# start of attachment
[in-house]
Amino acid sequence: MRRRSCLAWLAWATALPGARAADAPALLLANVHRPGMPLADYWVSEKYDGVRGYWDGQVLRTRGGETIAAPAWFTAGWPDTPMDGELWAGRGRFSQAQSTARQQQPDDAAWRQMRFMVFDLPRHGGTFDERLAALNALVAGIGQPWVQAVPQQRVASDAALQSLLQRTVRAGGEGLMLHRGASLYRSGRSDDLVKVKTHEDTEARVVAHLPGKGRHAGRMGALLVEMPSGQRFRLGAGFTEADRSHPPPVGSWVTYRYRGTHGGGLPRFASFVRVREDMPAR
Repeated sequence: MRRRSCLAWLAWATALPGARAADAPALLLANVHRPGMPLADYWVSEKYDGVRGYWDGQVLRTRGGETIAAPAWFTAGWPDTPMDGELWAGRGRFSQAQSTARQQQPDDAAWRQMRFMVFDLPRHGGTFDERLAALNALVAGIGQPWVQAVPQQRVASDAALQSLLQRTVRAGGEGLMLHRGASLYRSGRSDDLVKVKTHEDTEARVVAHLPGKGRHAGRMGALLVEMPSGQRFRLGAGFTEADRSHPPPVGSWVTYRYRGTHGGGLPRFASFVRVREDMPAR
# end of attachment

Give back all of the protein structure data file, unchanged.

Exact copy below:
[in-house]
Amino acid sequence: MRRRSCLAWLAWATALPGARAADAPALLLANVHRPGMPLADYWVSEKYDGVRGYWDGQVLRTRGGETIAAPAWFTAGWPDTPMDGELWAGRGRFSQAQSTARQQQPDDAAWRQMRFMVFDLPRHGGTFDERLAALNALVAGIGQPWVQAVPQQRVASDAALQSLLQRTVRAGGEGLMLHRGASLYRSGRSDDLVKVKTHEDTEARVVAHLPGKGRHAGRMGALLVEMPSGQRFRLGAGFTEADRSHPPPVGSWVTYRYRGTHGGGLPRFASFVRVREDMPAR
Repeated sequence: MRRRSCLAWLAWATALPGARAADAPALLLANVHRPGMPLADYWVSEKYDGVRGYWDGQVLRTRGGETIAAPAWFTAGWPDTPMDGELWAGRGRFSQAQSTARQQQPDDAAWRQMRFMVFDLPRHGGTFDERLAALNALVAGIGQPWVQAVPQQRVASDAALQSLLQRTVRAGGEGLMLHRGASLYRSGRSDDLVKVKTHEDTEARVVAHLPGKGRHAGRMGALLVEMPSGQRFRLGAGFTEADRSHPPPVGSWVTYRYRGTHGGGLPRFASFVRVREDMPAR